After defeating the Red Knight, Sir Gareth finally called Linet to task about her absurd attitude. He wasn’t so much upset about it being abusive and embarrassing, as he was about it being inaccurate: he was actually a very competent knight, but she kept acting like he was a mere yokel or churl.
Linet responded that she would leave that up to the best knight to judge. Turns out this whole time Linet had been leading Gareth to Linet’s personal hero, about whom she had as many good things to say as she did negative things about Gareth. “He’s just so awesome,” she said. “He’s like 99.9% as awesome as King Arthur, and more awesome than anybody else.”
“Sounds like a guy I should meet.”
“Just don’t embarrass me, Prettyboy.”
Linet led Gareth into the Indigo Lands. There, they entered a big lovely city with lots of indigo tents and banners and shields. And of course there was a jousting tournament (JOUSTING TOURNAMENT 14!) just getting ready to start! At this point I am shocked whenever a knight arrives in a new location and there isn’t a jousting tournament about to start.
Anyhow, the knight that Linet was such a fan of was Sir Persant, the Indigo Knight. The word Malory uses is Inde, which at first I assumed meant India, with the elephants and the Orientalism, but some rooting around online strongly suggests we’re talking about the color indigo, which harmonizes with the Red, Black, and Green knights better anyhow. Sir Persant and five hundred of his closest friends had been gearing up for some jousting. When they see Gareth of course they immediately wanted him to participate, a sentiment they communicated with gestures while Linet and Gareth were still a long ways out of earshot.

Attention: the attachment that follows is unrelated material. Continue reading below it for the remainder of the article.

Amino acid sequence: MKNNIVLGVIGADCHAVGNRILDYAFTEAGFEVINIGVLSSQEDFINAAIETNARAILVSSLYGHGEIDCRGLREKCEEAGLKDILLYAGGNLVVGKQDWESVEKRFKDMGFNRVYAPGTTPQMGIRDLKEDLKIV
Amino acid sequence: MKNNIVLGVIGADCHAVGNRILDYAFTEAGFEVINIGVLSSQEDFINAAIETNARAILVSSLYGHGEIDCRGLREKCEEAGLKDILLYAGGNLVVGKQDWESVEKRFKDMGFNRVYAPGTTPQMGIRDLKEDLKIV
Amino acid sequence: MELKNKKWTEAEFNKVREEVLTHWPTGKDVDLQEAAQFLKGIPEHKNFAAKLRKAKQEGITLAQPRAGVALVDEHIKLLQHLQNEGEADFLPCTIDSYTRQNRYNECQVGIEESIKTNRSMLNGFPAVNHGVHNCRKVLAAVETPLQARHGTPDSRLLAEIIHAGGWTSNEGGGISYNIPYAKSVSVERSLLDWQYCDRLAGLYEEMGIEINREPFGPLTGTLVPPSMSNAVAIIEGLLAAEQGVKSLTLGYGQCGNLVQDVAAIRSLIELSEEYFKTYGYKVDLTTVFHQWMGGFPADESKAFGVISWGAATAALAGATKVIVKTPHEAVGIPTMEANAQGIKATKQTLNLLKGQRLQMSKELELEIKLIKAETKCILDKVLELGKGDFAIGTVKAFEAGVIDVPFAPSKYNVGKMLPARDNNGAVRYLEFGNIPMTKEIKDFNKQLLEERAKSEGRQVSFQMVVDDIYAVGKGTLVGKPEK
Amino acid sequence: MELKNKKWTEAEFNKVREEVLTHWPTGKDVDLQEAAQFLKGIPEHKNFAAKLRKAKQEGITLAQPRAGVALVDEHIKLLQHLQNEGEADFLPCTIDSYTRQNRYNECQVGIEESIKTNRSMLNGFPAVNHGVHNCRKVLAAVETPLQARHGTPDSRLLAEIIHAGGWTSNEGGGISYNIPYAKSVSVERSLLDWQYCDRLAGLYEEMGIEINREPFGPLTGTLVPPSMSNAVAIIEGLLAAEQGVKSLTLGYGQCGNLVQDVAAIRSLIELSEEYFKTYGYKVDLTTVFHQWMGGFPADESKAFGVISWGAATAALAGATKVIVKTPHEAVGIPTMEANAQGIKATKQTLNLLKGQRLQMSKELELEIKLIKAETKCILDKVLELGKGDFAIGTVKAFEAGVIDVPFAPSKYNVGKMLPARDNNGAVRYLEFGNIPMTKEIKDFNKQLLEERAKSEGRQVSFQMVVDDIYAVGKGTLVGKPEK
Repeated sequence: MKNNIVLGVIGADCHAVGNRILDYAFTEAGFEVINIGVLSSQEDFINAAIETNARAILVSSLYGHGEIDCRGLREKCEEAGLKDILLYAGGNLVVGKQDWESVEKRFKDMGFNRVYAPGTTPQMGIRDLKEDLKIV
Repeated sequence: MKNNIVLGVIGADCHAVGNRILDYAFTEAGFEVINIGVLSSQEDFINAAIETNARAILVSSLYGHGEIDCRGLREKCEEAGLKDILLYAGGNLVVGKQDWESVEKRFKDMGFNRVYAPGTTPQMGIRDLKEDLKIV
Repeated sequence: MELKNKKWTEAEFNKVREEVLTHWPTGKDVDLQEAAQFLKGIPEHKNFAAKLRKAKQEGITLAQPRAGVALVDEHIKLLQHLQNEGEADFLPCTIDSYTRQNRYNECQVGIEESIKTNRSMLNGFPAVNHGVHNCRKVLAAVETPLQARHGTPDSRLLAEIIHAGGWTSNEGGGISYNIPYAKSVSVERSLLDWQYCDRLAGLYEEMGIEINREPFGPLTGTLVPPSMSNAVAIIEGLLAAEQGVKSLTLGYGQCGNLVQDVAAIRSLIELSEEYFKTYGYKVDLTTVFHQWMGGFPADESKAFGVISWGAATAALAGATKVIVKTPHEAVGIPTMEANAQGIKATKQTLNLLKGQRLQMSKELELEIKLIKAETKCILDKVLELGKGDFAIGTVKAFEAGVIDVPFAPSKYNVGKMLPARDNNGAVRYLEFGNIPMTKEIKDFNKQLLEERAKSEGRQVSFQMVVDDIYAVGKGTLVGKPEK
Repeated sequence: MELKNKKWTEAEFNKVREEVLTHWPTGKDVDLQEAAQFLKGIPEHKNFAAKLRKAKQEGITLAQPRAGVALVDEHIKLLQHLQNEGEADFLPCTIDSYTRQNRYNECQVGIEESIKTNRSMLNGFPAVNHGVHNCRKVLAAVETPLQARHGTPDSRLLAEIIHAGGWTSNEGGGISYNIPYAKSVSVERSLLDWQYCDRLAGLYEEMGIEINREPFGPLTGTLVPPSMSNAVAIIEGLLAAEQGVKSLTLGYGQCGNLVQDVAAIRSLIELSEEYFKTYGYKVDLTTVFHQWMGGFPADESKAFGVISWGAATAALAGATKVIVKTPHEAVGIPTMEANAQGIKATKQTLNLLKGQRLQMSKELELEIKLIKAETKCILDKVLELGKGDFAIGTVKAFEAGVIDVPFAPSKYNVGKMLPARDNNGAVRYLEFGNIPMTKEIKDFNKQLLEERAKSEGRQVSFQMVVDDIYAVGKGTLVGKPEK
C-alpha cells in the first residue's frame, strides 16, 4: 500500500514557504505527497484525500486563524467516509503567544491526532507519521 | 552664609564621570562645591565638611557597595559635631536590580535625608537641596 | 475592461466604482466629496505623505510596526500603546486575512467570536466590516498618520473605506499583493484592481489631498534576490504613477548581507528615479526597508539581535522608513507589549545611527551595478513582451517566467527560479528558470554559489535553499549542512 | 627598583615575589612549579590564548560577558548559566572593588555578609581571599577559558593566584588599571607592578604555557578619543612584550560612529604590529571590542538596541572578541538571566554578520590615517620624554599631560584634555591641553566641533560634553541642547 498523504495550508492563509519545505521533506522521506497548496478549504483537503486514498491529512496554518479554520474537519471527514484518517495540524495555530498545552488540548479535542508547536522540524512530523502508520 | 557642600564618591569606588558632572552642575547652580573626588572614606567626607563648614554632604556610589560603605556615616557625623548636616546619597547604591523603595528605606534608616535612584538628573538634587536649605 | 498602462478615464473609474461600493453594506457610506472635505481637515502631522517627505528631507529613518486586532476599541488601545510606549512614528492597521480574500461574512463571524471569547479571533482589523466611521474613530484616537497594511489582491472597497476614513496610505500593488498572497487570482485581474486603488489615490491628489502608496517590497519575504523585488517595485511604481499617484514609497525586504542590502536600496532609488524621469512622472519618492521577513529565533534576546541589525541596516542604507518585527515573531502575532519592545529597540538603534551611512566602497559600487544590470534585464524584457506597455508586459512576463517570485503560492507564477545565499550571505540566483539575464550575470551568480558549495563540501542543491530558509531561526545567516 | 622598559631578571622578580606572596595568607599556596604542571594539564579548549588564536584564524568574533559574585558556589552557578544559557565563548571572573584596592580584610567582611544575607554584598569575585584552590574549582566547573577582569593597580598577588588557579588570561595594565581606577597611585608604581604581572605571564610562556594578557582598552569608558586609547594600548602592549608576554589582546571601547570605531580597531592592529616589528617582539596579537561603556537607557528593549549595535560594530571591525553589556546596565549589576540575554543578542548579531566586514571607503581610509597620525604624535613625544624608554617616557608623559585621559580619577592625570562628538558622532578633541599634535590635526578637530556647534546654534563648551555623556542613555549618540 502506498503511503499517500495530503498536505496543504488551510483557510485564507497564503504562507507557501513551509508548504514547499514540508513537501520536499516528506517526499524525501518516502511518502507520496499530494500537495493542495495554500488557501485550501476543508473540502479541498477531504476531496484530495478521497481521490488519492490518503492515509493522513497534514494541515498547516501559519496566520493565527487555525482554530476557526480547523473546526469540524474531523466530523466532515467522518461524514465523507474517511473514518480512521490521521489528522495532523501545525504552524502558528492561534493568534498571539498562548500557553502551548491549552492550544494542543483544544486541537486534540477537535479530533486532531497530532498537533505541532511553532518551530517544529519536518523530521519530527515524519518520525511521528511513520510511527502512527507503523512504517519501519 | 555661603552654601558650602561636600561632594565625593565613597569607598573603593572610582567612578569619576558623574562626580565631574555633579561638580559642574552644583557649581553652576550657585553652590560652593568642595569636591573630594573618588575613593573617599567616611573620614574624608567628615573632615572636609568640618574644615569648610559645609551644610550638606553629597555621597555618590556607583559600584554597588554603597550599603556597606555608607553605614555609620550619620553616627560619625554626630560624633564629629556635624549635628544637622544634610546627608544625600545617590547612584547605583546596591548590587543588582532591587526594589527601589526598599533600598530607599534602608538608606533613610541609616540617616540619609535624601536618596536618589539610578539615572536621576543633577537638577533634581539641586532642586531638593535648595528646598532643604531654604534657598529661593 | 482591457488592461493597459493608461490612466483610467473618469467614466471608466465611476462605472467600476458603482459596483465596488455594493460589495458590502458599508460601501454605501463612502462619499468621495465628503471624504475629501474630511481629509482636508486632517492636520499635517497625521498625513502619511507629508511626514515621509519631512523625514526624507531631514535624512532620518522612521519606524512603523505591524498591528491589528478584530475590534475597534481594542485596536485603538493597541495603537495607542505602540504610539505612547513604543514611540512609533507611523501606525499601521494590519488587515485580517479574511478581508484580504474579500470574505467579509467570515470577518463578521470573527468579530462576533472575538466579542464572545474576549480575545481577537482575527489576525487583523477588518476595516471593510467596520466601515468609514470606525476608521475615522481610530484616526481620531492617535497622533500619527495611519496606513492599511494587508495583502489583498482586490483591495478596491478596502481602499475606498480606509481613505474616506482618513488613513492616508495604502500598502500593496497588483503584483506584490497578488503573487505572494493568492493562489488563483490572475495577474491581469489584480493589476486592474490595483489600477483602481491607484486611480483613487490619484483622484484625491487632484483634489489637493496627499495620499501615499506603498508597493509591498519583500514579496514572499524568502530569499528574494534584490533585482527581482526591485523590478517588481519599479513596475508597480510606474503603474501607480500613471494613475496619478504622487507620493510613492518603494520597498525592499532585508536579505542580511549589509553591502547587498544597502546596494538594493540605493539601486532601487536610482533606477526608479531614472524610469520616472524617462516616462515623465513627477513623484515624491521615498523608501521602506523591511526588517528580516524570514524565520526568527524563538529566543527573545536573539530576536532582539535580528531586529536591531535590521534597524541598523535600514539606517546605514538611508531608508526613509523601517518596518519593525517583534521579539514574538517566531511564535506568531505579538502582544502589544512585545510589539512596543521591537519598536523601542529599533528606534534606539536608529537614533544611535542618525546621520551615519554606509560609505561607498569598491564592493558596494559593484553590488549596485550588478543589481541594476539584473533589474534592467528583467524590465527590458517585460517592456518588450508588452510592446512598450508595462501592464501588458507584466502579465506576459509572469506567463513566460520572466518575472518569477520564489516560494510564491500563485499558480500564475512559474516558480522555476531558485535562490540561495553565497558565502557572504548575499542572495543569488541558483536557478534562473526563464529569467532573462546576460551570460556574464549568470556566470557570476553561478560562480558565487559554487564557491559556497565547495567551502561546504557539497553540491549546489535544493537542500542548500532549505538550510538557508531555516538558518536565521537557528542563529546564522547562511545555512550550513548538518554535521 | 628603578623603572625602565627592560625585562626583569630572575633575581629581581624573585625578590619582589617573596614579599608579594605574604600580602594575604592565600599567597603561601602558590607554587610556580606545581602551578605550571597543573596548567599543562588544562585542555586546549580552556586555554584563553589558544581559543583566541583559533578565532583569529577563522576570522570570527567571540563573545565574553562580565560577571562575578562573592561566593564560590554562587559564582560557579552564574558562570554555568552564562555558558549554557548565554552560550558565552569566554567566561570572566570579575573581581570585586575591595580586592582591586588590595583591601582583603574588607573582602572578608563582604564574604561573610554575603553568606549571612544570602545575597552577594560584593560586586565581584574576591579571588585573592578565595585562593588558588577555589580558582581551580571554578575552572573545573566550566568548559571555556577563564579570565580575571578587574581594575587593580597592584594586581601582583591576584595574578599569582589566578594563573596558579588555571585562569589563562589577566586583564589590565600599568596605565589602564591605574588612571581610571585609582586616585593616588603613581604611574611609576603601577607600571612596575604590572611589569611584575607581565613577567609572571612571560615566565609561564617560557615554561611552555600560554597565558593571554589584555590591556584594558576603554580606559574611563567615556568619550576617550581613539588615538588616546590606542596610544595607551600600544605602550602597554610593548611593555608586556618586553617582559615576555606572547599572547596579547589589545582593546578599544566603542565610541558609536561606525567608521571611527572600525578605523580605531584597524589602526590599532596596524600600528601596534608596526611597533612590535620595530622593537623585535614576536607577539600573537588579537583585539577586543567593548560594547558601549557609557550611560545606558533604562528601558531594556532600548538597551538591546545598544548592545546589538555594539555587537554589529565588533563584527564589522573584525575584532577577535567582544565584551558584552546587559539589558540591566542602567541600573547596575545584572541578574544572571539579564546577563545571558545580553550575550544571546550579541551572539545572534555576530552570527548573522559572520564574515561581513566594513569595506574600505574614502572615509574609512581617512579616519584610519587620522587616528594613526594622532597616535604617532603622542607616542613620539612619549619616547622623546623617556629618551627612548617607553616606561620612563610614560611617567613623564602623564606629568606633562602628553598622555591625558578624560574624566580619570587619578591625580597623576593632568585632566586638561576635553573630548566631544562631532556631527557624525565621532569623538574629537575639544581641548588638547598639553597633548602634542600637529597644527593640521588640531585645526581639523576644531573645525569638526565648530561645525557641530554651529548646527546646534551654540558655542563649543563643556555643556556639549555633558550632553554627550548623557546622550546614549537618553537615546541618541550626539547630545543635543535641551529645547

Gareth was down with it. “Cool, a jousting tournament!”
“Oh, you silly Prettyboy,” sighed Linet. “You’ll just get yourself killed if you try to joust actual knights.”
“As I was just saying, I have defeated a whole series of knights, with you watching.”
It’s unclear why, but this time when Gareth defended himself, Linet listened to him. “You know, you’re right,” she said. “You’re actually a great knight, and you must also be a gentleman because you’ve put up with my incredibly shrewish behavior for thousands of words now.”
“I’m keeping my identity secret,” Gareth reminded her. “Whether I’m a nobleman or not, you don’t get to know. But at this point I’m ready to just quit you and abandon you here with your super Indigo Knight buddy.”
“Alas!” she responded. “Now that you don’t want me I think you’re marvelous! Fair Prettyboy, forgive me!” And she threw herself at his feet, offering whatever he wanted from her. Of course Gareth merely wanted her apology.
(Sir Thomas Malory: not great at writing women.)
Sir Persant, the Indigo Knight, tired of waiting around on Gareth and Linet to close the distance to the jousting tournament. He rode out to meet them, and what with one thing and another there was a joust and Gareth beat the Indigo Knight.
Afterwards the Indigo Knight explained that the Black Knight, the Green Knight, and the Red Knight were all his brothers (their names were Sir Percard, Sir Pertolepe, and Sir Perimones). He swore fealty to Gareth as his two surviving brothers had before him. There was the usual big post-joust feast.
When Gareth retired that night, Persant decided to send a girl to his bedchamber. Specifically he sent his eighteen-year-old daughter and if you think this is kind of out of left field you aren’t alone. A dutiful daughter, she did as he commanded. When she reached Gareth’s chambers he was already asleep, so she stripped naked and climbed into his bed and woke him up.
Once Sir Gareth realized he wasn’t dreaming he backed up and asked the girl what the heck is going on, and she explained.
“Are you a virgin, or a slut?” Gareth asked her afterwards. Seriously. Malory phrases it a little differently, but only a little: Be ye a maid or a wife?
The girl’s response leaves no room for misinterpretation: sir, I am a clean maiden.
“Okay, well, I’m not about to shame your father by deflowering, or as Malory says, I won’t defoil you.” Which sounds like a step in making Jiffy-Pop or a TV dinner, defoiling. “Get out of here, go on,” he said, but he said it kindly and kissed her on the forehead.